Merijn de Waard
I have known lift emotion for many years now, can you tell me something about the projects you have done?
Yes, although as is common in the yacht-industry, it is often very difficult to talk about specific projects. However, we have done several Feadships, such as Musashi, and another one with a blue hull, you’ll know the name. We also worked with Delta Marine with whom we worked since 2008. Back then we delivered our first elevator over there, on Silver Shalis. Since then our elevators are on every new project they have. We did an elevator on a large yacht that was at the Monaco Yacht Show last year, Read Square, now called Axioma. It was a beautiful glass elevator, which I believe was very nice showcase for what we can do.
Basically you are working world wide, in Asia, the Middle East, Europe, and the US. Why do these companies come to a Dutch lift manufacturer? Do you deliver very special products?
Yes, I think so and I hope so. We specialize in far away countries, where there are not many people that can make high-end elevators and also not elevators on a ship. At lift emotion, 99% of our work is on ships. And of that I think at this moment 80% is on yachts, which shows you that we are dedicated and that we put our emotion in that type of work.
So on these yachts, what type of elevators do you deliver?
All kind of lifting devices, so apart from guest elevators, we also do food lifts such as dumbwaiters and trolley lifts, where you can roll in a trolley and go over several decks, which is now very common on the bigger yachts. We also deliver specially designed solutions, and we help to think out a system to solve a problem or a request, such as a life buoy shooting device to hide the life buoys but have them ready in time of a emergency and shoot them from behind a hatch away from the vessel. We just did one on the last big yacht in England.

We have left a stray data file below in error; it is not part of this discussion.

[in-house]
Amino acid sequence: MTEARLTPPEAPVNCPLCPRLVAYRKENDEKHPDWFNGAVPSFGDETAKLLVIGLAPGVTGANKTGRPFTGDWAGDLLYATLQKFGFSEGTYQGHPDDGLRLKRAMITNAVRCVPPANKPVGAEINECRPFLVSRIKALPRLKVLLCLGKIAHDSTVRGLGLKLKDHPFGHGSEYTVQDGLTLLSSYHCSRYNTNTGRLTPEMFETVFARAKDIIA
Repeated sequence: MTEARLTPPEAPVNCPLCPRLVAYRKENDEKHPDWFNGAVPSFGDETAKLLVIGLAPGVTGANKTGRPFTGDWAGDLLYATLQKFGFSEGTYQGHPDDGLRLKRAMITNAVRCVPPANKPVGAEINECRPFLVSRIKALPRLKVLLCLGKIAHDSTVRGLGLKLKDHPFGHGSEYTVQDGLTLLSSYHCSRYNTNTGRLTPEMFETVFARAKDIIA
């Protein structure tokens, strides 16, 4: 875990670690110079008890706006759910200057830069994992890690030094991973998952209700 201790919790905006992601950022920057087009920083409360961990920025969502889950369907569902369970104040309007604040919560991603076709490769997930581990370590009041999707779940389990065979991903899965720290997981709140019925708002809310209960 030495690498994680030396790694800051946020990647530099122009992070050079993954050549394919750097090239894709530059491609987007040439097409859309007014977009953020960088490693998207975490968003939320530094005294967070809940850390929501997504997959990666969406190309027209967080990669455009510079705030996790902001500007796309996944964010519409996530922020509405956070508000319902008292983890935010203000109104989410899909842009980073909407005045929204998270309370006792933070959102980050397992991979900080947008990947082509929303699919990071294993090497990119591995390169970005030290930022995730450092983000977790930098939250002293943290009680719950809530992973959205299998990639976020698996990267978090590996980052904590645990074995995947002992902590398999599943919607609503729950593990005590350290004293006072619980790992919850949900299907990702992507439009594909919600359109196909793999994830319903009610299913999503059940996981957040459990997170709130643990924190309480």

I can imagine that you work closely with interior designers?
Yes, most of the time we do. These people have a certain idea of the whole vessel so you have to merge your product into their idea. I would say it is also important for the designers to just check what is reasonable inside a vessel, for example to avoid ending up with an elevator that is just way too small. We always try to advise them early on in the design stage. This can avoid high cost at the end of a project. And try to keep maintenance works also in mind throughout the life span of a vessel.
Do you also do refit projects? It is even possible to fit a new elevator in an existing yacht?
Yes, and it is quite challenging and it depends on the boat. Currently we are doing refits of two vessels, one is an old Feadship and one is an old converted research vessel. On those projects we can create a special dedicated trunk. On the smaller vessels that we have done in the past, we have designed a special lift that works almost without making extra deep pits, the space underneath the lift. We reduced that significantly to avoid a lot of extra work in an existing ship. These technics we then also use on smaller vessels where people also like to have a elevator.
Do your yacht clients also hire you for their houses, or other projects?
Yes, we are currently installing a very high end project in Switzerland where we have a really spectacular glass elevator with an extremely big cabin, which has a height of 3.03 metres, which means that the doors are also 3.03 metres. Truly spectacular. We also recently finished one of two special lifts that will be placed inside a touring bus complete with real elevator doors and a low entrance height for the end client to step in the lift. And we have several other projects in various stages of design.
Lift Emotion will be exhibiting in Monaco this week. Visit their stand at Darse Sud QS62.